BANANAS

The smell of very ripe bananas takes me right back to my early childhood – particularly to my grandparents’ home called Stonybrae in Southbroom, a coastal town in KwaZulu Natal. This is because my Grandpa used to store whole bunches of bananas in the cellar beneath their house, which could be accessed from a small wooden door along one side of the house. These bunches varied from being very green through to very ripe.

As if spending time at the seaside was not special enough for this landlubber family, having ready access to so many bananas whenever we wanted one made our holidays seem ‘extra special’. There was only one rule: we had to leave the overripe ones for my Grandpa. He enjoyed eating the really fruity bananas shunned by so many: the ones with their deep yellow skin already covered with brown to black spots; parts of the fruit inside were already of a ‘jammy’ consistency.

I have always enjoyed the taste of bananas and our fruit bowl is seldom without some. During the year I lived in Amanzimtoti, also on the South Coast of KwaZulu Natal, I regularly bought a supply from a vendor who set up his truck close to the beach front. He soon got to recognise me and would have the ‘right’ amount of bananas weighed and ready before I had even asked him.

His prices would escalate – even double – during peak holiday periods to the point when I dithered about purchasing his bananas. Seeing my hesitation, he looked me in the eye and with a perfectly straight face told me in a loud voice (doubtless for the benefit of other customers) what the going price was. When I reluctantly handed over the money, he winked as he gave me the change I had not expected. “Special customer, special price”, he told me quietly. I discovered he employed this strategy with all of his ‘regulars’. Once the holidaymakers had left, his prices would drop to what we were accustomed to.

Of course a song that will always be associated with bananas in my mind is the Banana Boat Song (Day-O) sung so beautifully by Harry Belafonte. As children we would sing this song with gusto, only we thought the words were ‘highly deadly black tarantula’ – it was years later that I realised he was actually singing Hide the deadly black tarantula!

A beautiful bunch of ripe banana

(Daylight come and we want go home)

Hide the deadly black tarantula

(Daylight come and we want go home)

The idea of coming across a black tarantula (always sung with considerable emphasis) has always sent shivers down my spine.

37 thoughts on “BANANAS

  1. Ha, I learned something today. I will have to listen to Harry sing this song again and pay close attention to the black tarantula. I love bananas. Eat one most every day.

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  2. When I was volunteering at a chimp and gorilla sanctuary in Cameroon, the donated bananas were stored in an old shipping container. We were always warned to be careful, because the ethanol produced by the ripening bananas could be strong enough for the unwary to pass out through lack of oxygen :-). Great fun.

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  3. I’ve never heard of storing whole bunches of bananas, but it makes sense that one can buy bulk in areas where they are grown. When we we kids, bananas were highly desirable, but because of our very large family, we were rationed to one a week! Now we enjoy the luxury of one a day in our morning smoothie. That’s progress! ;D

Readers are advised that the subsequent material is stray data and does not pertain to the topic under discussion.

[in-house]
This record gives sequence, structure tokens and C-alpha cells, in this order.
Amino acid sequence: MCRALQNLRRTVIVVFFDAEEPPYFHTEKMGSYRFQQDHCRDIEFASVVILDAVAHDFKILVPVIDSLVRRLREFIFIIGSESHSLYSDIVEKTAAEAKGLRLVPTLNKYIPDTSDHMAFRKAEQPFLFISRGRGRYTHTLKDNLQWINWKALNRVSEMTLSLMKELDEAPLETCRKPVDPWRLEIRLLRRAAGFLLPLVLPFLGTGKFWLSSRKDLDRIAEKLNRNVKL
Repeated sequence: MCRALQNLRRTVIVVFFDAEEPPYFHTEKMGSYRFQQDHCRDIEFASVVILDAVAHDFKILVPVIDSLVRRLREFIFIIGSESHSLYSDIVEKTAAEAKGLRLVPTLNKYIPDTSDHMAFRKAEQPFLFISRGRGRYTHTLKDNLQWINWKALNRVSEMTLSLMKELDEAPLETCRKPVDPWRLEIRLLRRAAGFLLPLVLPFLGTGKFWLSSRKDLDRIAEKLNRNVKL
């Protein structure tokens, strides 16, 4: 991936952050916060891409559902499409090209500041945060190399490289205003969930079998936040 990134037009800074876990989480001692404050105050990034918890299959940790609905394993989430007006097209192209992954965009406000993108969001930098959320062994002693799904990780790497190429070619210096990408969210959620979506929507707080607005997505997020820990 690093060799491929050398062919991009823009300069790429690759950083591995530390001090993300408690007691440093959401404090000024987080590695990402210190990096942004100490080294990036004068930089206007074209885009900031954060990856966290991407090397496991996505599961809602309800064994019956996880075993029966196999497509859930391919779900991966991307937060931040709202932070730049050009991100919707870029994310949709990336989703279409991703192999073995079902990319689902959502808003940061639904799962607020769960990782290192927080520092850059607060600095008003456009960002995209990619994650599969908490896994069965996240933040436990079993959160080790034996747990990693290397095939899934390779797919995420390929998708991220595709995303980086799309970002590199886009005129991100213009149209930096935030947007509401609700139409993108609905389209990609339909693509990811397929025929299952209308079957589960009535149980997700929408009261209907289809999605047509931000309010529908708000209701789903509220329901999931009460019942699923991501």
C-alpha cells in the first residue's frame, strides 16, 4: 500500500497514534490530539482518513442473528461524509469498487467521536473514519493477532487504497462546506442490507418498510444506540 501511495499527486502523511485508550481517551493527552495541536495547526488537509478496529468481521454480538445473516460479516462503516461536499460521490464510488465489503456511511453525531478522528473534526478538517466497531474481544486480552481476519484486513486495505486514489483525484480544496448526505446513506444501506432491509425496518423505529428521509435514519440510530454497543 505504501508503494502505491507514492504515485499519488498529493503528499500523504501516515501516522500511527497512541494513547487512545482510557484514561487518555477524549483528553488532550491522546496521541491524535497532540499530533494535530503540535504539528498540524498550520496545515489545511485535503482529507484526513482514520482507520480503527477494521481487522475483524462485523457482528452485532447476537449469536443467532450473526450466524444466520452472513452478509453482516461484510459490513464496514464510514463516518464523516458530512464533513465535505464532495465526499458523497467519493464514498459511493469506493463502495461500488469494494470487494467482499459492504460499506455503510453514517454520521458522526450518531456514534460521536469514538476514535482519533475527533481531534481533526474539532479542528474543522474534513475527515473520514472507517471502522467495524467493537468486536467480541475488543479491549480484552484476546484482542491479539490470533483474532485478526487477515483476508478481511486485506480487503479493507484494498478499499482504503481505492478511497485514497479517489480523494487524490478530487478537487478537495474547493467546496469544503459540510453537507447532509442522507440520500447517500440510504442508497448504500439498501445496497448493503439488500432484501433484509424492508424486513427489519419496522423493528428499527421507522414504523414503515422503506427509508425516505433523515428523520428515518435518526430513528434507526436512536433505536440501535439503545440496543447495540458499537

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  4. Another memory: As kids in a pre-primary school in Pretoria West, us kids would sit atop the jungle gym waiting for the Indian fruit and veg. vendor with his cart to pass, we would then sing out:
    Sammy, Sammy whatcha got? Vrot bananas apricot!

    Liked by 1 person

  5. I also love overripe bananas 😊. And am a second generation Harry Belafonte fan. We grew up with his songs. Seems everyone had his Live at Carnegie Hall album! 🤣. We also had a Christmas album. Amazingly unique voice.

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  6. Do you have tarantulas in your area? Our friends in Arizona had lots in their neighborhood, and when we visited, their kids took ours out on the street at night to catch the spiders in buckets! Just now I searched online, wondering how the black tarantula compared with whatever was out there on the desert, and I found this:

    “If you’re considering a pet spider, tarantulas should be high on your list. There are more than 800 tarantula species, though some make better pets than others. The best beginner tarantulas are ground dwellers or burrowers. They tend to have docile personalities and are slow movers. With proper care, many of these animals can live around 10 years or more in captivity.”

    I personally have never considered keeping a pet spider, but I was interested to read that “Tarantulas can bite, and their bites are venomous. But for most species, the toxicity is similar to that of a bee sting. However, like a bee sting, some people might experience serious allergic reactions to a tarantula bite.” I did not go out to hunt tarantulas that night, and I don’t think I have ever met one in person, unless it was on the other side of the glass at the zoo. I am fine with that!

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    • This is so interesting! Thank you very much – fortunately we do not get tarantulas here. The size of them puts me off. Mind you, I suppose if you have grown up with them,such as the children you mention, then familiarity would outweigh fear. I too have only looked at them behind glass 🙂

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